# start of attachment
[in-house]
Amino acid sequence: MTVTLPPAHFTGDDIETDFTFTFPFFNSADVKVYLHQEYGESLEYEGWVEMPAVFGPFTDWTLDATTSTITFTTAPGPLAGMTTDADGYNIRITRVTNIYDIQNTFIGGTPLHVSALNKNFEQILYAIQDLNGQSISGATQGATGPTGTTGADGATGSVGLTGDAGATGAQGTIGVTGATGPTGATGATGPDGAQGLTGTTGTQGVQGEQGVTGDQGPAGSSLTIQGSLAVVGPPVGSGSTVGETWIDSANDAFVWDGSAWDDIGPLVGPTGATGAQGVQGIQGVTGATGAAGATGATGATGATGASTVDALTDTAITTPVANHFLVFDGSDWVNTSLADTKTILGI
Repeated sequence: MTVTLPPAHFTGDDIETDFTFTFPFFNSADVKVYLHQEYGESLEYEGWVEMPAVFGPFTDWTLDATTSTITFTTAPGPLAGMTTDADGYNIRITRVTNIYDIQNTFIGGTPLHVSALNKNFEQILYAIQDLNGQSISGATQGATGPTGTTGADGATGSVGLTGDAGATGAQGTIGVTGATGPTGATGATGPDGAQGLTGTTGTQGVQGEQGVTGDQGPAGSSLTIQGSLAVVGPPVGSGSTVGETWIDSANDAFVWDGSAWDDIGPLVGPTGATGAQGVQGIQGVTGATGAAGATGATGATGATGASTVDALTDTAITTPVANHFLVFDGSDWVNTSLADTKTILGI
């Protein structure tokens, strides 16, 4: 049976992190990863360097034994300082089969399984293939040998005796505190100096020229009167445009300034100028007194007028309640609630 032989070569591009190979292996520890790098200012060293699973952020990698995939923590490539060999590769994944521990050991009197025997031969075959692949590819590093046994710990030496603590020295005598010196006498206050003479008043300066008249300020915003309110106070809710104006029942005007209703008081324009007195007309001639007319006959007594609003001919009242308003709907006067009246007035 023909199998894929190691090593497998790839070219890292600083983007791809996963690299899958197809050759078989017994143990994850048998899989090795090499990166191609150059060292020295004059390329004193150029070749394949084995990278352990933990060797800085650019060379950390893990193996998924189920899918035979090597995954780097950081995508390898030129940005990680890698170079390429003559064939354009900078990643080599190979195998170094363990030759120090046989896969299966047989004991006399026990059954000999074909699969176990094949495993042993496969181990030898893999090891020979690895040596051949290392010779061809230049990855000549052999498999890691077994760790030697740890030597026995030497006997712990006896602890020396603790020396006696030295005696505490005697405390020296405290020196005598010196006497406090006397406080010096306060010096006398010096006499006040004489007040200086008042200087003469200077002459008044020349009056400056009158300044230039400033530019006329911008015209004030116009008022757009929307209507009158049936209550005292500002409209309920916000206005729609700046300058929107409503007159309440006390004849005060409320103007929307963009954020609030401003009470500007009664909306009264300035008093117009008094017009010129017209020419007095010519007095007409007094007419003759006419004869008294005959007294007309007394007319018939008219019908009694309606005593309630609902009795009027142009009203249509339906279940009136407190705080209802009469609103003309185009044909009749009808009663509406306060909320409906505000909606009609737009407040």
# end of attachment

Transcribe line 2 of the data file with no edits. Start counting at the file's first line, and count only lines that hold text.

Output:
Amino acid sequence: MTVTLPPAHFTGDDIETDFTFTFPFFNSADVKVYLHQEYGESLEYEGWVEMPAVFGPFTDWTLDATTSTITFTTAPGPLAGMTTDADGYNIRITRVTNIYDIQNTFIGGTPLHVSALNKNFEQILYAIQDLNGQSISGATQGATGPTGTTGADGATGSVGLTGDAGATGAQGTIGVTGATGPTGATGATGPDGAQGLTGTTGTQGVQGEQGVTGDQGPAGSSLTIQGSLAVVGPPVGSGSTVGETWIDSANDAFVWDGSAWDDIGPLVGPTGATGAQGVQGIQGVTGATGAAGATGATGATGATGASTVDALTDTAITTPVANHFLVFDGSDWVNTSLADTKTILGI